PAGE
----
But in an interview with News Diggers! yesterday, Mumba said it was possible that the IMF had opted to put talks on hold for the Head of the State to rebuke them in the manner he did.
He said he was shocked that the President would utter such words when all along, his Minister of Finance Felix Mutati had been soliciting for support from the institution.
“We don’t know why the President was that hostile to IMF today which is the first time I have seen him that hostile, one can only presume maybe that he is getting some information that the IMF are re-thinking or even thinking about maybe waiting a little bit before releasing the money. I really don’t know why he has been that aggressive against them today. I don’t know why he had to come out like that because I thought he is supposed to be reconciliatory so that he gives an opportunity to his Ministers of Finance and Foreign Affairs to manage this difficult relationship but I also got the impression that maybe IMF has suspended its aid because really, why was he talking like that?” Mumba wondered.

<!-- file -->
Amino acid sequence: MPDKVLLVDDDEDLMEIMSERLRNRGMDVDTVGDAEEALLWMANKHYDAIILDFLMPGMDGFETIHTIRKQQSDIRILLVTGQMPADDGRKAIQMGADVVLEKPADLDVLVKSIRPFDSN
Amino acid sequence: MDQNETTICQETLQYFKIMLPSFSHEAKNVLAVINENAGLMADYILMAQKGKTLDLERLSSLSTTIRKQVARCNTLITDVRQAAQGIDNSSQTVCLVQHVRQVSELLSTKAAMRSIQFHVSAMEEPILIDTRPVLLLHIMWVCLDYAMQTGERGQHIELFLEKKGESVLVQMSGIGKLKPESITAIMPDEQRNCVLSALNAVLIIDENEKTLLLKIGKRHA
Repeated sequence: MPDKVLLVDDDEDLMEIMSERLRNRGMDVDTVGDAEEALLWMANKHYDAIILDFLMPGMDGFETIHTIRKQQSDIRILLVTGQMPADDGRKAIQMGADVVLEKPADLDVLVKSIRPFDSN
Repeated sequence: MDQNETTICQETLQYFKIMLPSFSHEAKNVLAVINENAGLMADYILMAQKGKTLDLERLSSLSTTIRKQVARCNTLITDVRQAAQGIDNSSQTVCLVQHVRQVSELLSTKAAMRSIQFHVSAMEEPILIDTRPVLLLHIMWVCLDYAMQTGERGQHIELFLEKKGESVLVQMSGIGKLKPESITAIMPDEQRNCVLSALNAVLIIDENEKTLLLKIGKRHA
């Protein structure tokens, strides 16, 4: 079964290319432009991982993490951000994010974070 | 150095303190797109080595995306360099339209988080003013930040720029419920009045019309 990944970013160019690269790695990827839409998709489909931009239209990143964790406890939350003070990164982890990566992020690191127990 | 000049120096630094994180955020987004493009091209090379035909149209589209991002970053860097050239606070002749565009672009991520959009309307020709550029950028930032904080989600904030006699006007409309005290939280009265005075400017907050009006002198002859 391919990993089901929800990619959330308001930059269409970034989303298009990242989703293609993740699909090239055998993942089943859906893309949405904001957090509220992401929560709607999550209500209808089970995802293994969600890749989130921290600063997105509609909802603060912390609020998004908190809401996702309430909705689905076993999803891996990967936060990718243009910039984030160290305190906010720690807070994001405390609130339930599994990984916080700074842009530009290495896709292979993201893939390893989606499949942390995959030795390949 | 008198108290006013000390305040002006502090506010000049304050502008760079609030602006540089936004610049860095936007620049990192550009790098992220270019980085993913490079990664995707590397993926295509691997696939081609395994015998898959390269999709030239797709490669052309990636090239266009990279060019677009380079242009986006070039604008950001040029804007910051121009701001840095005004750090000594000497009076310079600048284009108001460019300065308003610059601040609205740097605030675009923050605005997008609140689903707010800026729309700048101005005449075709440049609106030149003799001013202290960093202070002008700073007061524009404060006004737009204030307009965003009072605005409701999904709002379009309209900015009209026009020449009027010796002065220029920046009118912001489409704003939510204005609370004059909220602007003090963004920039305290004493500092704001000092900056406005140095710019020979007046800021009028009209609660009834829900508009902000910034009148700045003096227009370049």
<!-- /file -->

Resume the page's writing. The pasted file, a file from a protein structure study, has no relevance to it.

He said it was possible that the IMF were raising issues of governance already.
“I am not disappointed, I am just surprised that he sounded like that because I thought they were talking and in good books and trying to make progress but then when he talks like that, he is making us think that maybe there is a problem that maybe they [IMF] are asking questions, that’s what I think and I could be wrong but I just think it was very unusual for the Head of State to use that language that ‘they can go’, because this is thing is just like if someone has got a question about governance, you answer them, you don’t have to threaten with them with such utterances. So that’s all I can say. Really, I cannot say too much because I don’t really know why he said what he said, the only thing I know is that we gave a letter to the IMF,” Mumba said.